Nearly five years after it first hit the market, a 1700s-era mansion that once was the highest-priced residential listing in metro Richmond has found its next caretakers.
The 7-acre Fairfield estate in western Henrico sold Nov. 15 for $3.1 million. The 10,000-square-foot mansion at 211 Ross Road had most recently been listed at $3.3 million.
Property records list the buyers as Jason and Christa Vickers-Smith. Jason is a principal of WVS Cos., the development firm behind Rocketts Landing.
The sellers were the children of the late Alice Preston Smith, whose family had owned Fairfield for nearly a century. The descendants had listed the estate with John and Holly Martin, a husband-and-wife team with Shaheen, Ruth, Martin & Fonville Real Estate.
The sale price was almost half the nearly $6 million price tag that was put on the property in 2018, when a different brokerage listed it for the first time in 90 years following Smith’s death in 2017. It was relisted the following year at nearly $4.4 million and continued to drop in price until the Martins listed it in May.
Henrico County most recently assessed the property at $2.2 million.
The Vickers-Smiths put it under contract Oct. 3. They were represented by Dawson Boyer with Providence Hill Real Estate, which broke off from SRMF last year.
Boyer said the couple was not in the market for a new home but became so when they came across Fairfield.
“My clients love historic homes, and they’d been keeping an eye on it,” he said. “We went and looked at it one time because they had interest in seeing it, and that turned into them really falling in love with it.”
Boyer said the couple’s offer was made 10 days after that visit and a contract was pending after a single back-and-forth during negotiations. While the listing had drawn interest as a potential events venue, Boyer said the Vickers-Smiths, who are relocating from Richmond, were interested in making it their new home.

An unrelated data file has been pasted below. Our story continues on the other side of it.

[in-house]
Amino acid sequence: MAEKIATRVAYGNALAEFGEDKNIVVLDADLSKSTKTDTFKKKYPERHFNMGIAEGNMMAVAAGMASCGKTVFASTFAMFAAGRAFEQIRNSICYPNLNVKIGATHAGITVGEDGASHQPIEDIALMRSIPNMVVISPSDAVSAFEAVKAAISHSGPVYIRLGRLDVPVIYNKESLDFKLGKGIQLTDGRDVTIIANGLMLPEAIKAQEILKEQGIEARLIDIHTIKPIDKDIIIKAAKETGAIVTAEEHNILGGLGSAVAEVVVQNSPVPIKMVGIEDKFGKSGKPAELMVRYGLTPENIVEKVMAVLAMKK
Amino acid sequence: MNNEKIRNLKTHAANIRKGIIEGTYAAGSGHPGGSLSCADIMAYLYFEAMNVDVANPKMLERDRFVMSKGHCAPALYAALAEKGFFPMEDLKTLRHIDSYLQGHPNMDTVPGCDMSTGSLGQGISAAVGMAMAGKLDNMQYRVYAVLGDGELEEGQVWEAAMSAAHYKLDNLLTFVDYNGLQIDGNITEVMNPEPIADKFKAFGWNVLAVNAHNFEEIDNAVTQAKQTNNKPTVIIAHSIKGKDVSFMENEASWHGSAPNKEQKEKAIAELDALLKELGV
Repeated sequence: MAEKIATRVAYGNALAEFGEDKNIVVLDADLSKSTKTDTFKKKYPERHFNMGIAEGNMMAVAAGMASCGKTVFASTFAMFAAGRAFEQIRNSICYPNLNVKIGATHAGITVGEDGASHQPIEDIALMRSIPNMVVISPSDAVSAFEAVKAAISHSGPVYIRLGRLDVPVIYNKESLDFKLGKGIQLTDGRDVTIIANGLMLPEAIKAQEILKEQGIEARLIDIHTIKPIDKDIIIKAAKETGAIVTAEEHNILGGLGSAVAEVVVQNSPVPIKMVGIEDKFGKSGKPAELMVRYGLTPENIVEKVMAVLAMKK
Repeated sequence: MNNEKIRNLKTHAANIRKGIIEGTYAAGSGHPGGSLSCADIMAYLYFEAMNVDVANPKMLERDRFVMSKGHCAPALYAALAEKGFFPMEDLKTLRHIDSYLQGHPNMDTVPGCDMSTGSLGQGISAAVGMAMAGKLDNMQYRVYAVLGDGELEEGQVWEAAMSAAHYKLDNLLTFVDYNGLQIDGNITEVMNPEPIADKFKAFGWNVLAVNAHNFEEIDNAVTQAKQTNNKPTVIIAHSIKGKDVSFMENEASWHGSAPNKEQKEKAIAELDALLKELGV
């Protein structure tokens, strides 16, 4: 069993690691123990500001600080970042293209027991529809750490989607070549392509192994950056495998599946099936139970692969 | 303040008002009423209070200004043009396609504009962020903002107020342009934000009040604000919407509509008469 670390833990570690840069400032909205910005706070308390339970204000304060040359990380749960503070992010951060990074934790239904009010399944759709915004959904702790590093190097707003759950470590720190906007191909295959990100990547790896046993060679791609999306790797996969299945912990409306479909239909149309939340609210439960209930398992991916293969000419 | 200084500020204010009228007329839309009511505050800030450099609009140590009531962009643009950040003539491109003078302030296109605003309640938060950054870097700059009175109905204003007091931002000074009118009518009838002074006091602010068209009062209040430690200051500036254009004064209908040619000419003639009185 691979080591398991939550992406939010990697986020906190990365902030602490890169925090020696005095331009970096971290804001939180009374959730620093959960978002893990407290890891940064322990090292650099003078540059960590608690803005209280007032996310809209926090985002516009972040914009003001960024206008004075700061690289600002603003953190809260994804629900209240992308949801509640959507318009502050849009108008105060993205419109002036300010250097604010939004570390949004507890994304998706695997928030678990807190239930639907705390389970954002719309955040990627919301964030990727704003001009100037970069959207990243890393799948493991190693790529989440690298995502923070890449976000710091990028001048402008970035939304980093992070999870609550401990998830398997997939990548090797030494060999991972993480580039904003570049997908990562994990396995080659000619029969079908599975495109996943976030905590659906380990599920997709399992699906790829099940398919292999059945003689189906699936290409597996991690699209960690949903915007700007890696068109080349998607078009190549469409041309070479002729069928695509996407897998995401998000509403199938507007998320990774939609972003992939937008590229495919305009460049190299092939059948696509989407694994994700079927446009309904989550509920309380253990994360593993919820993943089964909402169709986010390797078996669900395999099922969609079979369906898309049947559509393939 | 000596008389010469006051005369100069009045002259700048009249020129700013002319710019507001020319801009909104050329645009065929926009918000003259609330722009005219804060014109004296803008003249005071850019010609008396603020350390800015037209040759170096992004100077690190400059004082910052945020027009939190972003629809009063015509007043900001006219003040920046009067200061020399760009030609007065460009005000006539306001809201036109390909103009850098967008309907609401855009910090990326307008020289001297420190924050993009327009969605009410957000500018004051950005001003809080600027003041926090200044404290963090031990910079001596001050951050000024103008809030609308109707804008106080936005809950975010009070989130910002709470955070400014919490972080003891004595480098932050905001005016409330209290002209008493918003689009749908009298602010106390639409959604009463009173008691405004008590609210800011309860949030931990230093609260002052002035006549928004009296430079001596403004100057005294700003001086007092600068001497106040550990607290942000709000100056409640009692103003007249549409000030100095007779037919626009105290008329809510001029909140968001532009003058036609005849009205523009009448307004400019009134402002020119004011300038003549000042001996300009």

“The acreage with that location was very attractive to them, and the architectural detail and the millwork,” he said. “For them, they really saw it as an opportunity to steward this historic property and carry on those elements of the history.”
Originally built in Hanover County around 1750 by John Syme, a half-brother of Patrick Henry, the Colonial Revival-style home was dismantled in 1928 and reconstructed at its current location, along Tuckahoe Creek west of the Huguenot Bridge.
The house and outbuildings were moved by Fred Nolting, who sold the property a year later to Smith’s grandfather. The home was kept in the family, and Smith acquired it in 1968 with her husband, Parke Farr Smith, a World War II fighter pilot for the Royal Air Force who flew stunt planes at Kings Dominion and owned a local building supply company before his death in 2013.
Designed by Herman Louis Duhrig Jr., the house is listed on the National Register of Historic Places and described in Henrico’s “Inventory of Early Architecture” as “one of Virginia’s most notable 18th-century Palladian mansions,” notable for its interior details and block-like stonework façade.
The two-story house has four bedrooms and 5½ bathrooms, with 7,000 square feet of finished living space and a 3,000-square-foot unfinished basement. The property includes a swimming pool and pool house that can serve as a guest space, a detached three-car garage with upstairs apartment and an attached one-car garage.
A 2002 easement restricts construction of additional buildings on the property and prohibits alterations or demolition of the house or outbuildings. Boyer said the Vickers-Smiths have no such intentions, beyond making the home their own.
“The house is on the historic registry, so any changes, even painting an interior wall color, you have to get approval,” Boyer said. “I’m sure there’ll be some things they want to do, but there wasn’t anything immediate that was needed. The house was really in surprisingly good condition, just given its overall age and the amount of time it’s been in its current location.”
John Martin, the listing agent, described Fairfield’s condition as a testament to its history and stewardship thus far.
“I have spent a lot of time at the property over the past year, and it is really hard to imagine how such a relocation could take place without modern transportation and tools,” Martin said. “Getting from Hanover County to Henrico in the 1920s wasn’t easy with just simple travel, but moving stone, brick and materials is unimaginable. They rebuilt the house like a fortress, and it has surely withstood the test of time.”